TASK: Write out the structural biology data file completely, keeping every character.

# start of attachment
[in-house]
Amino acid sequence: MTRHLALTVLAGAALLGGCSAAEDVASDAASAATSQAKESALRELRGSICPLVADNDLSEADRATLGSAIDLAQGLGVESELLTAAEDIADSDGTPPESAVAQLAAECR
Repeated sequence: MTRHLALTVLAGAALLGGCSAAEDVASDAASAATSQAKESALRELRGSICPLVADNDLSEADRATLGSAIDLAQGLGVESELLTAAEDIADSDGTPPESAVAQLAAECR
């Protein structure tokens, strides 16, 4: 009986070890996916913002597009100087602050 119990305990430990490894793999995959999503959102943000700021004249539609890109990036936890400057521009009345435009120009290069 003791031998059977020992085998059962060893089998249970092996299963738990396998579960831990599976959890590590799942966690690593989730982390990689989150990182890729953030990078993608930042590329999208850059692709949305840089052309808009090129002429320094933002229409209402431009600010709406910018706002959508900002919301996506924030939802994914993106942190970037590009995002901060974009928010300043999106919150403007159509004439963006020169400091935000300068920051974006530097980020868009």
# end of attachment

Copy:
[in-house]
Amino acid sequence: MTRHLALTVLAGAALLGGCSAAEDVASDAASAATSQAKESALRELRGSICPLVADNDLSEADRATLGSAIDLAQGLGVESELLTAAEDIADSDGTPPESAVAQLAAECR
Repeated sequence: MTRHLALTVLAGAALLGGCSAAEDVASDAASAATSQAKESALRELRGSICPLVADNDLSEADRATLGSAIDLAQGLGVESELLTAAEDIADSDGTPPESAVAQLAAECR
């Protein structure tokens, strides 16, 4: 009986070890996916913002597009100087602050 119990305990430990490894793999995959999503959102943000700021004249539609890109990036936890400057521009009345435009120009290069 003791031998059977020992085998059962060893089998249970092996299963738990396998579960831990599976959890590590799942966690690593989730982390990689989150990182890729953030990078993608930042590329999208850059692709949305840089052309808009090129002429320094933002229409209402431009600010709406910018706002959508900002919301996506924030939802994914993106942190970037590009995002901060974009928010300043999106919150403007159509004439963006020169400091935000300068920051974006530097980020868009």